Work Crews Reduce Fire Hazards


Several Payson neighborhoods at high risk of fires have been made safer this winter through a series of joint projects making use of inmates.

The town, along with the Arizona State Land Department, has used inmates in several fuel reduction projects around Payson. The Forest Service used inmates on projects elsewhere in the Rim country, including Pine.

This week, a crew from the Arizona Department of Corrections'

facility in Globe, working with the land department, finished a fuel reduction program in the Woodhill and Alpine Village areas. Earlier projects have involved property around Rumsey Park and Alpine Heights, said Lee Ann Beery of the state land department.

"This is exactly what the governor wants (for forest health and fire protection). These crews are out here creating fuel breaks that will protect homes," Beery said.

At least one homeowner went on record to express satisfaction with the project.

"I love the idea," said Carla Gaskill, who has a home next to the fuel break. "My husband and I have no objections to the inmates working (here). We've been worried about that hill. It's a dangerous hill. Every time we walk by it, we wonder, ‘Is that hill going to burn?' The winds always blow predominantly from that direction (down the hill toward homes)."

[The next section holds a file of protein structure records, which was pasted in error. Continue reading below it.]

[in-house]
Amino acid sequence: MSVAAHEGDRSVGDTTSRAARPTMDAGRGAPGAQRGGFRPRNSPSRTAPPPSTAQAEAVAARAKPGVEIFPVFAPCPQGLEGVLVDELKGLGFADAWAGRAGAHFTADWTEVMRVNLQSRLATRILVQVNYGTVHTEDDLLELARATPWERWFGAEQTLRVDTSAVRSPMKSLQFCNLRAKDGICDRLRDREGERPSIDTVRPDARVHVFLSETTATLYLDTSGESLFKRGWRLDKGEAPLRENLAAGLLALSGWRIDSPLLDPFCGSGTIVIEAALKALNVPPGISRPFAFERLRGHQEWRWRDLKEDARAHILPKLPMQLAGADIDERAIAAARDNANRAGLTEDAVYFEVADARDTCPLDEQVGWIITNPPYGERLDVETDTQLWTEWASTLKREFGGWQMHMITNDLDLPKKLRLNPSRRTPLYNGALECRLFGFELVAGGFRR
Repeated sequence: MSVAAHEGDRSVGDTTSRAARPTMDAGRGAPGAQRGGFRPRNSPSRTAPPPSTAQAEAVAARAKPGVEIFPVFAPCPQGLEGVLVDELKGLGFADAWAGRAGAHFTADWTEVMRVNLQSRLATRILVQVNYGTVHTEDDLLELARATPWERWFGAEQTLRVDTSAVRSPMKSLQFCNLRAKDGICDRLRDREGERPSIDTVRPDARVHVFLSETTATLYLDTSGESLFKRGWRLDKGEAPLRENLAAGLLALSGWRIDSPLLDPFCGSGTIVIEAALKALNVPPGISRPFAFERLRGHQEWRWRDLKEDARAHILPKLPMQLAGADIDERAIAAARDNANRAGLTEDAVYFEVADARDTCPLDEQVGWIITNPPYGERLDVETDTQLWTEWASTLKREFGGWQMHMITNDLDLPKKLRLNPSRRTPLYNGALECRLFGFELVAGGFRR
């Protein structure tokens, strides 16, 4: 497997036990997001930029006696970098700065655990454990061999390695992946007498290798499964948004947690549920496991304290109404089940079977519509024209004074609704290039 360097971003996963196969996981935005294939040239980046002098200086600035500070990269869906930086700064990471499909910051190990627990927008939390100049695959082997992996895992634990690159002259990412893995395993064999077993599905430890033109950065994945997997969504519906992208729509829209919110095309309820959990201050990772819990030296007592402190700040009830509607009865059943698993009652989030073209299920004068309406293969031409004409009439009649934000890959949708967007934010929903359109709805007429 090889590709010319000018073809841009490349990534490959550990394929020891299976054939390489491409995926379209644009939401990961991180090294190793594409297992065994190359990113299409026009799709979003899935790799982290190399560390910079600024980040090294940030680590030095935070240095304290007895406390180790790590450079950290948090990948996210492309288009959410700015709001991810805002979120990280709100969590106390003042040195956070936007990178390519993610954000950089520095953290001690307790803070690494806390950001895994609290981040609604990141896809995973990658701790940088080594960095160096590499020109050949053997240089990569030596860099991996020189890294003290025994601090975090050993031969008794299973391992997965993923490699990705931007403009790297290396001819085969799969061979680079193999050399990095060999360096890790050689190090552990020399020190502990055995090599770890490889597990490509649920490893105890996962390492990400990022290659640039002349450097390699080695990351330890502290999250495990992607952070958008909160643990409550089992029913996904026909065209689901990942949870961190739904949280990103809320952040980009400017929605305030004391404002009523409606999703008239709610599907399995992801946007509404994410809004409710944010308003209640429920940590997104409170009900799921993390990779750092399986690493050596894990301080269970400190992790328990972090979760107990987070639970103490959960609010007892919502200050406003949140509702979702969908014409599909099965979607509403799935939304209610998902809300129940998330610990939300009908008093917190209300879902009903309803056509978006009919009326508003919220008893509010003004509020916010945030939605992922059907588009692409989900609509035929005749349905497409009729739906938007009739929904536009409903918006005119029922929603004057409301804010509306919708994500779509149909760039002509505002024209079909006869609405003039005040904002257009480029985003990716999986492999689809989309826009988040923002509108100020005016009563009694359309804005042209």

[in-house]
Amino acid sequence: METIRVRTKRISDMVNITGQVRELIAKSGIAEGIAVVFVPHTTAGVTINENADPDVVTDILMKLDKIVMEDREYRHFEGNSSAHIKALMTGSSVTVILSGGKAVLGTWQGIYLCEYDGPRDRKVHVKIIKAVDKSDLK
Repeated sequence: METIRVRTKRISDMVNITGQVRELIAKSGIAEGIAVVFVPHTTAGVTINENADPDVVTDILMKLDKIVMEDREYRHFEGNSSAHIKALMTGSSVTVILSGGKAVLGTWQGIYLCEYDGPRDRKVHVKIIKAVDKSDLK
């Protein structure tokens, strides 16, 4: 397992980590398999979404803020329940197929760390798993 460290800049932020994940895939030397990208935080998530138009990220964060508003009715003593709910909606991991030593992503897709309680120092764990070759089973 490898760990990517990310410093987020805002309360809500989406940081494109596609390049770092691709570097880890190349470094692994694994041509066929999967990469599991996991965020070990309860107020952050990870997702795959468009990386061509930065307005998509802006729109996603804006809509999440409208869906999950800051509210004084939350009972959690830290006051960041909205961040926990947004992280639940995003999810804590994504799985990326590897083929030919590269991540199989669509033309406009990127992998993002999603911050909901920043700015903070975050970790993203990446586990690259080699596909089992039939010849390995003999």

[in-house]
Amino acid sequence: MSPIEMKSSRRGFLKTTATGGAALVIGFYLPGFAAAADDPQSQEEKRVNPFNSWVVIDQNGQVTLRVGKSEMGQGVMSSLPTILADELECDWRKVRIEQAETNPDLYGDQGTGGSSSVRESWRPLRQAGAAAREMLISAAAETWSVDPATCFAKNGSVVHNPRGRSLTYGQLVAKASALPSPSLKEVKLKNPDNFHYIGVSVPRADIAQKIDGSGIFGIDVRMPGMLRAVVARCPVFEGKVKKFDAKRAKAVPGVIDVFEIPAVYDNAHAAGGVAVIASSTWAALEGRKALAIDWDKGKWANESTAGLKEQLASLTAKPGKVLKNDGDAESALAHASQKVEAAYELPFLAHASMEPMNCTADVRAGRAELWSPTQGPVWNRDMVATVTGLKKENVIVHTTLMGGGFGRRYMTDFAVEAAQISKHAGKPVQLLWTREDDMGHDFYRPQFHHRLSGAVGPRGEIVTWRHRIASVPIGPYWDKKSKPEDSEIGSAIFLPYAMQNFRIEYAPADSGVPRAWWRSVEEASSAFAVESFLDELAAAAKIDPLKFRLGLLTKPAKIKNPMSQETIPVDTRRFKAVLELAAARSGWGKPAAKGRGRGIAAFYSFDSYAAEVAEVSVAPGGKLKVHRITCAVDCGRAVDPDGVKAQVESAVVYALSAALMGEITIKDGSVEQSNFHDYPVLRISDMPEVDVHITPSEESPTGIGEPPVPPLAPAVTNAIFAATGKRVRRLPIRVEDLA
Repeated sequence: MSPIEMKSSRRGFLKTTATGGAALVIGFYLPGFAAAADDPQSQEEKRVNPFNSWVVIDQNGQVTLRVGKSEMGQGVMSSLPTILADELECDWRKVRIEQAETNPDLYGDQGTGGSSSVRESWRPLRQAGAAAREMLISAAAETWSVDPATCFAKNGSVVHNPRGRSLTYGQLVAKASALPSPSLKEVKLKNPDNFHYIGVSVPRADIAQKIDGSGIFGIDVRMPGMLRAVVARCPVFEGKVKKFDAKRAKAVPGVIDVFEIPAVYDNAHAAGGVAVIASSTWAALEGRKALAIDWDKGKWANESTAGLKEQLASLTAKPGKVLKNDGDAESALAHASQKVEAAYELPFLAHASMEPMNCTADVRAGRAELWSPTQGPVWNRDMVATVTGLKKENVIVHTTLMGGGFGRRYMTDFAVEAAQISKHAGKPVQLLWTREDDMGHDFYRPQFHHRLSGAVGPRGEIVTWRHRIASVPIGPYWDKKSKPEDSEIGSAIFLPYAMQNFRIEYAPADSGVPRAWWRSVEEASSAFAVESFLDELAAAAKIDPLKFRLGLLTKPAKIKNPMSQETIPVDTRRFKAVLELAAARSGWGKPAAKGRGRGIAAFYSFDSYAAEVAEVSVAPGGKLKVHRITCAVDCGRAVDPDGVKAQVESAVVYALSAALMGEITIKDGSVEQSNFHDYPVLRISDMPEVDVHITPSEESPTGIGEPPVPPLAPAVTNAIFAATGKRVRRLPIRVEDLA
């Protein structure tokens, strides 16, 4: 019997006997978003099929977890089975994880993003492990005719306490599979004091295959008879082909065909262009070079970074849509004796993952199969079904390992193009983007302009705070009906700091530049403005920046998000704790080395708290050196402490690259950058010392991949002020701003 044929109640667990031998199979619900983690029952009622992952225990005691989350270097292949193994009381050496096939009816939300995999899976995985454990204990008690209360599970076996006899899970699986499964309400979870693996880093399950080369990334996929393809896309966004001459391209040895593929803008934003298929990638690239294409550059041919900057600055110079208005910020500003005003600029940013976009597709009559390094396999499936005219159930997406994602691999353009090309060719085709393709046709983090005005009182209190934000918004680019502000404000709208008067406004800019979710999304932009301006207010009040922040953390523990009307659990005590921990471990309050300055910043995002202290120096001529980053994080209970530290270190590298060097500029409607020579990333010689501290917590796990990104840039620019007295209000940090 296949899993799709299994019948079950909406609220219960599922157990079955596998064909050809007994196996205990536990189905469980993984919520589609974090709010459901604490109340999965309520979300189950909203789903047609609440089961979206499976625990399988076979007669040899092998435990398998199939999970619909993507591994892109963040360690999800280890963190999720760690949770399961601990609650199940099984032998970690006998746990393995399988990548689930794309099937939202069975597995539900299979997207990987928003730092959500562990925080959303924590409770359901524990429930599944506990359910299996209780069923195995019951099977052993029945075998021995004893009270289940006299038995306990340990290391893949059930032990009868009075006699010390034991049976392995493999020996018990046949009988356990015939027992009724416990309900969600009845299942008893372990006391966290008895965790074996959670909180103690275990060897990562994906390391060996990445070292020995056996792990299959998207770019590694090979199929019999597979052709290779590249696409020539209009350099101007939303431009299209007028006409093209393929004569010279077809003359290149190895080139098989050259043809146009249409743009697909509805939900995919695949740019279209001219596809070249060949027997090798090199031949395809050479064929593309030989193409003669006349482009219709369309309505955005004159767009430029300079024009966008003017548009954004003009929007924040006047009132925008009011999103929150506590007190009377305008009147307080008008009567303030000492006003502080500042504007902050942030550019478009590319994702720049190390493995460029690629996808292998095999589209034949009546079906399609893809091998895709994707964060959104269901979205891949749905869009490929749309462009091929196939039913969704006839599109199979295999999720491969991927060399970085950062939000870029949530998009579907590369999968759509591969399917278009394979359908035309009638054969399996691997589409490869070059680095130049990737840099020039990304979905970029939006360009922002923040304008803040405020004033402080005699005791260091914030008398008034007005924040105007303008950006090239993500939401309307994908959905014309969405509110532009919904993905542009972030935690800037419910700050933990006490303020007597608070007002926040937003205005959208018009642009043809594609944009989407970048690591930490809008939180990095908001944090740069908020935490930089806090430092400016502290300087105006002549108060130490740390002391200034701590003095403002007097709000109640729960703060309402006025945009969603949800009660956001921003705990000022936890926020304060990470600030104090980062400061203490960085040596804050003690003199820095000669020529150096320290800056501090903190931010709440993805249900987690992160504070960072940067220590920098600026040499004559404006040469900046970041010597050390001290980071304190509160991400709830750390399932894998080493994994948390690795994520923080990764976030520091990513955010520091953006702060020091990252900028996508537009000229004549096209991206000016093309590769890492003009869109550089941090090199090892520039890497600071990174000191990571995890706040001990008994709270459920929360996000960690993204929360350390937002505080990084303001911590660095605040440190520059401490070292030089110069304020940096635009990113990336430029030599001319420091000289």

The use of DOC work crews has minimized the cost of the projects to the residents of Payson. Beery said there are generally about 10 inmates, plus two officers to guard them, out of the Globe facility. The Forest Service inmate crew comes from the ADOC facility in Winslow and contains 10 to 20 workers, along with two supervisors, Beery said.

The thinning project around Woodhill and Alpine Village was completed this week, Beery said. The new firebreak extends about 100 feet from the private property boundaries.

"We had a town employee running the chipper where it was possible, but the terrain in some places will make it necessary to burn (slash)," Beery said. "That should be starting March 21, weather permitting."

Burning activities will create some smoke in the area, but the impact to neighboring subdivisions is expected to be temporary and minimal, officials said.

In addition to the Woodhill-Alpine Village sites completed this week, other areas where the treatment work is complete are: the northwest corner of Rumsey Park adjacent to the Woodhill subdivision; a section of Rumsey between the tennis courts and the dog park; and around the library, west of McLane Road; plus a strip of land owned by the town in the Alpine Heights area.

For more information, or to schedule a neighborhood information meeting, contact Robb Beery, (928) 474-5242, ext. 300.

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